The Gates of Old City Jerusalem
Old City Jerusalem, Israel
The Gates of Old City Jerusalem Reviews
The Gates of Old City Jerusalem Mar 13, 2014
I thought it might be interesting to write a review for the several gates in the Old City Jerusalem. I find them very charming, impressive and unique from each other. For those who posses special interests in the subject of “gateways” may find this engaging. I myself was enthralled by their uniqueness and charm.
My source for this review: D.R. Berlin
To give you a little word about this subject; during the ancient and medieval times when a city was established it was likely enclosed by a wall with several gates. The wall is primarily to protect the city from enemies. Generally, the gates had multiple guard towers, turrets, and ramparts. The use of gates controlled the going in/out of its citizens and visitors who could enter or leave only in the daytime. An example of this is the Old City Jerusalem.
The ancient city of Jerusalem had three city walls over the millennia. The present wall which surrounds the Old City was built over Crusader ruins by the Ottoman Sultan Suleiman I, who was aka Suleiman the Great. The gates were constructed over Harmonium, Herodian, and Crusader ruins. Until 1887, each gate was closed before sunset and opened at sunrise. Thankfully, the gates today are open 24/7.
There are eight gates of the Old City Jerusalem namely; Jaffa Gate, New Gate, Damascus Gate, Herod's Gate, Lion's Gate, Golden Gate, Dung Gate, and the Zion Gate, all which are open except for the Golden Gate and the Hulda Gate. Each gate has its own rich history and significance. Suleiman the Great had four of these gates – Damascus, Zion, Lion's, and Jaffa Gates – positioned facing to the North, South, East, and West road direction respectively, and these roads also led to major cities.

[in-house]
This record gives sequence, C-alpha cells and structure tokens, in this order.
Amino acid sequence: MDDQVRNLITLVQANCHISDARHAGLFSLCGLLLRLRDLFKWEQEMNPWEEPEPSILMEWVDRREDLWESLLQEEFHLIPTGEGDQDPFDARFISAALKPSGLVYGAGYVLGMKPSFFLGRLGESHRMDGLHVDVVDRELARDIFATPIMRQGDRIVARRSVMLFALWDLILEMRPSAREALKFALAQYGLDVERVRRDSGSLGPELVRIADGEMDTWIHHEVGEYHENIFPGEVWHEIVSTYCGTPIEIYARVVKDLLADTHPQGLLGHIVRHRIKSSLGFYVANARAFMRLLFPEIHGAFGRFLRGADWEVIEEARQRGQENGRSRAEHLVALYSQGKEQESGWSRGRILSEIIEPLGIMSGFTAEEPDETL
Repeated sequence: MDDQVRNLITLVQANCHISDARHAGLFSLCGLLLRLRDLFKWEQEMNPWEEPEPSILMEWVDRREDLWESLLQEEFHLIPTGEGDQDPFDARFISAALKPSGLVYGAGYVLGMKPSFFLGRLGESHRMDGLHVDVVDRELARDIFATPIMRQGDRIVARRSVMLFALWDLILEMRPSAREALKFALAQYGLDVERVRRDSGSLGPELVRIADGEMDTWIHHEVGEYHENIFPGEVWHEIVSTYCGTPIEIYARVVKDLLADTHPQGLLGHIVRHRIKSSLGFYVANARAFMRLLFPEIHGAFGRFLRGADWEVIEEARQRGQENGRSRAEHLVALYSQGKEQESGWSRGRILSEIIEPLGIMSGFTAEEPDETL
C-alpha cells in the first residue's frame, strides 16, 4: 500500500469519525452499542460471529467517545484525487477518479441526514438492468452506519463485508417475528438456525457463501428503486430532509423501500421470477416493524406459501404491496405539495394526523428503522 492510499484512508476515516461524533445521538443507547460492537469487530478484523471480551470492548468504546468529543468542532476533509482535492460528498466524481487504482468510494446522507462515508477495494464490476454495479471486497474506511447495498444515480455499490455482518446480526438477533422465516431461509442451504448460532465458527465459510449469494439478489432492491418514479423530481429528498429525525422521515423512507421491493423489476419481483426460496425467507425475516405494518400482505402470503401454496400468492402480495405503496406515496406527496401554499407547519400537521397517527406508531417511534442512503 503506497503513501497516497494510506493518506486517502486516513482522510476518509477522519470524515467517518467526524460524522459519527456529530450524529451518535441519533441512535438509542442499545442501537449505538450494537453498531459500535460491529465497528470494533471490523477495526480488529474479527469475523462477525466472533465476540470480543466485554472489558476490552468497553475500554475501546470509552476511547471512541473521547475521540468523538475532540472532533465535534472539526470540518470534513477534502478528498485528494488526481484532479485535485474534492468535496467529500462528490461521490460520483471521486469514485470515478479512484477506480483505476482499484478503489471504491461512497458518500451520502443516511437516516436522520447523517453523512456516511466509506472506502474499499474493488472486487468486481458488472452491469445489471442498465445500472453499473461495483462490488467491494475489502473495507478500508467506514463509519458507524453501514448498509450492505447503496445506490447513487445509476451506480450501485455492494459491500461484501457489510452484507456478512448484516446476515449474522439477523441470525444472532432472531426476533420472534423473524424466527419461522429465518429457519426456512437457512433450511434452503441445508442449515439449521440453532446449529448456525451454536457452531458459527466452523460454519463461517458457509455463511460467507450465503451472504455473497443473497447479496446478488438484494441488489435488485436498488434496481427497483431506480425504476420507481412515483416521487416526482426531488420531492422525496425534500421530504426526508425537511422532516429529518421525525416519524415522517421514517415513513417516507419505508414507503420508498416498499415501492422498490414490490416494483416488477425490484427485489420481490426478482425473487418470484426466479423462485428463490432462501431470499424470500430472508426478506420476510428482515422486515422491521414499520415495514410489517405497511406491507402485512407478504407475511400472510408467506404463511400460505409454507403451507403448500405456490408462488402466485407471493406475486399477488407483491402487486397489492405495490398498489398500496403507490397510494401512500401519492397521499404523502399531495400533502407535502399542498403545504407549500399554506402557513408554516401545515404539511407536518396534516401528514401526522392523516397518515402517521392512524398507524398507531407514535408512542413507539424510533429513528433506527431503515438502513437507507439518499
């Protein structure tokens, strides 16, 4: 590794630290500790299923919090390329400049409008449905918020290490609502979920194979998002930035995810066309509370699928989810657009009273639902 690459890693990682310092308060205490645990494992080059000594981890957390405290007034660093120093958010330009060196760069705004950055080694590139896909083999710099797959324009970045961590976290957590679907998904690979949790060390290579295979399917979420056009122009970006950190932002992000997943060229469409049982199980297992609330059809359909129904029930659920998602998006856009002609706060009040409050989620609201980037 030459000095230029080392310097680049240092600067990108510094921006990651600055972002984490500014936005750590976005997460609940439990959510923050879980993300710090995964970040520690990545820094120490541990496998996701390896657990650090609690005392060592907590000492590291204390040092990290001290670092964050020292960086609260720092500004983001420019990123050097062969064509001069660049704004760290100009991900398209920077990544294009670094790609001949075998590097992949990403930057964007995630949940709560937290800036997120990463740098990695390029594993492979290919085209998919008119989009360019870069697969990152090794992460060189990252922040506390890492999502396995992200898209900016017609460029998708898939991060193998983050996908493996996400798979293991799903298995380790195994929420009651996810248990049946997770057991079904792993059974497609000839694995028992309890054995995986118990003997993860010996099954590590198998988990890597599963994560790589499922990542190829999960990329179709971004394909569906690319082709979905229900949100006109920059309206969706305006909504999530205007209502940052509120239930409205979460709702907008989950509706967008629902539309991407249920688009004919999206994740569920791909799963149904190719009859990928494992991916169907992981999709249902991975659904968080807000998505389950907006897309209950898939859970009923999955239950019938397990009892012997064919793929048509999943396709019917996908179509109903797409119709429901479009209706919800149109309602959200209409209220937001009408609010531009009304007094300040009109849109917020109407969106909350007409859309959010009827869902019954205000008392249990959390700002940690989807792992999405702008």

The Lion’s Gate
Located in the Old City's eastern wall, the gate was built in 1538 and faces the direction of Jericho. The gate derives its name from the two pairs of lions near the top of both sides of the gate. There is a legend that Suleiman placed the figures there because he believed that if he did not construct a wall around Jerusalem he would be eaten by lions! :) The gate is also known as St. Stephen's Gate, as Christian tradition holds the saint was stoned to death at this site. The gate leads immediately to the Muslim Quarter and the Via Dolorosa, the path taken by Jesus to his crucifixion.
The Jaffa Gate
Located as part of the Old City's western wall next to the Citadel and the Tower of David. It was built in 1538. The gate has a narrow, L-shaped passageway, a tactical method employed to slow down the advance of armies. Passage through the gate leads immediately to a square with a mixture of tourist shops, hostels, and local peddlers. From here, David Street continues, and the Church of Sepulcher is accessible through this gate. Jaffa Gate is the most famous gate, where many people enter the old city's quarters and the Tower of David. This gate was named Jaffa because according to tradition the road leading from it goes to the port of Jaffa.
The Damascus Gate
This is the largest, most impressive and busiest of the Old City gates. The gate was built in 1537 at the city's northern periphery and is easily recognized by its distinctive crenellated wall. Outside on both sides of the gate, there are a pair of towers, each with floor opening between the supporting beam of the defensive wall through which stones could be dropped on attackers at the base of the wall. Rows of steps lead from the Sultan Suleiman Street down to a plaza in front of the gate's entrance where vendor's set up their carts. Like the Jaffa Gate, the Damascus Gate is also L-shaped, leading directly to the Khan el-Zeit market and the Old City's Muslim Quarter. The old road to Damascus traveled through Nablus, known in Hebrew as Shechem, is pointing from this direction.